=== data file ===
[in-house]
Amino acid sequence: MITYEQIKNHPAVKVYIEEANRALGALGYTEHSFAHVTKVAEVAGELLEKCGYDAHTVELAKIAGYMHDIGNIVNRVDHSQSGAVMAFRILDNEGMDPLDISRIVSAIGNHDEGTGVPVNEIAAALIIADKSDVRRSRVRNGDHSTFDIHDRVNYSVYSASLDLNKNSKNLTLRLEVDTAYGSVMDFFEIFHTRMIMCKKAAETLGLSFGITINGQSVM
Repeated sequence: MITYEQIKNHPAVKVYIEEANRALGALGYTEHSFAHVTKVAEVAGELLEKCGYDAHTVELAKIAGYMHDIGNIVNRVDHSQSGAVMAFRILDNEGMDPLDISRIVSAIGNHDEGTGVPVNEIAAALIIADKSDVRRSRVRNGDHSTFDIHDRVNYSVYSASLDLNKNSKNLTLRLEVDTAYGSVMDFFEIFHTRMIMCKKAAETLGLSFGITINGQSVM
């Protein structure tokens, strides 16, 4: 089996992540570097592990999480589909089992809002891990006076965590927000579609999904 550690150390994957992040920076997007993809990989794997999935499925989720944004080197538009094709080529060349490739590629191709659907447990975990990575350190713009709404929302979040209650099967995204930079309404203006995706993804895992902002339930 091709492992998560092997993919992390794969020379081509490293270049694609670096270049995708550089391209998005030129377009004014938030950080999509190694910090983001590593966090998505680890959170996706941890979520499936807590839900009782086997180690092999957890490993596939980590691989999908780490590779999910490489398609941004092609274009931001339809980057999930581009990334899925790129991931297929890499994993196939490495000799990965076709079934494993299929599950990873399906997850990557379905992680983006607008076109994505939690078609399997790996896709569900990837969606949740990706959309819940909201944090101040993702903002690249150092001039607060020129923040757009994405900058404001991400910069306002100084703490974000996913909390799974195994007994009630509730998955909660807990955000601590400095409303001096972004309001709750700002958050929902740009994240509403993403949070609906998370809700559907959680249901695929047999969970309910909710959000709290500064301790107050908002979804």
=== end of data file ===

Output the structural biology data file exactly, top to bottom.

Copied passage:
[in-house]
Amino acid sequence: MITYEQIKNHPAVKVYIEEANRALGALGYTEHSFAHVTKVAEVAGELLEKCGYDAHTVELAKIAGYMHDIGNIVNRVDHSQSGAVMAFRILDNEGMDPLDISRIVSAIGNHDEGTGVPVNEIAAALIIADKSDVRRSRVRNGDHSTFDIHDRVNYSVYSASLDLNKNSKNLTLRLEVDTAYGSVMDFFEIFHTRMIMCKKAAETLGLSFGITINGQSVM
Repeated sequence: MITYEQIKNHPAVKVYIEEANRALGALGYTEHSFAHVTKVAEVAGELLEKCGYDAHTVELAKIAGYMHDIGNIVNRVDHSQSGAVMAFRILDNEGMDPLDISRIVSAIGNHDEGTGVPVNEIAAALIIADKSDVRRSRVRNGDHSTFDIHDRVNYSVYSASLDLNKNSKNLTLRLEVDTAYGSVMDFFEIFHTRMIMCKKAAETLGLSFGITINGQSVM
């Protein structure tokens, strides 16, 4: 089996992540570097592990999480589909089992809002891990006076965590927000579609999904 550690150390994957992040920076997007993809990989794997999935499925989720944004080197538009094709080529060349490739590629191709659907447990975990990575350190713009709404929302979040209650099967995204930079309404203006995706993804895992902002339930 091709492992998560092997993919992390794969020379081509490293270049694609670096270049995708550089391209998005030129377009004014938030950080999509190694910090983001590593966090998505680890959170996706941890979520499936807590839900009782086997180690092999957890490993596939980590691989999908780490590779999910490489398609941004092609274009931001339809980057999930581009990334899925790129991931297929890499994993196939490495000799990965076709079934494993299929599950990873399906997850990557379905992680983006607008076109994505939690078609399997790996896709569900990837969606949740990706959309819940909201944090101040993702903002690249150092001039607060020129923040757009994405900058404001991400910069306002100084703490974000996913909390799974195994007994009630509730998955909660807990955000601590400095409303001096972004309001709750700002958050929902740009994240509403993403949070609906998370809700559907959680249901695929047999969970309910909710959000709290500064301790107050908002979804």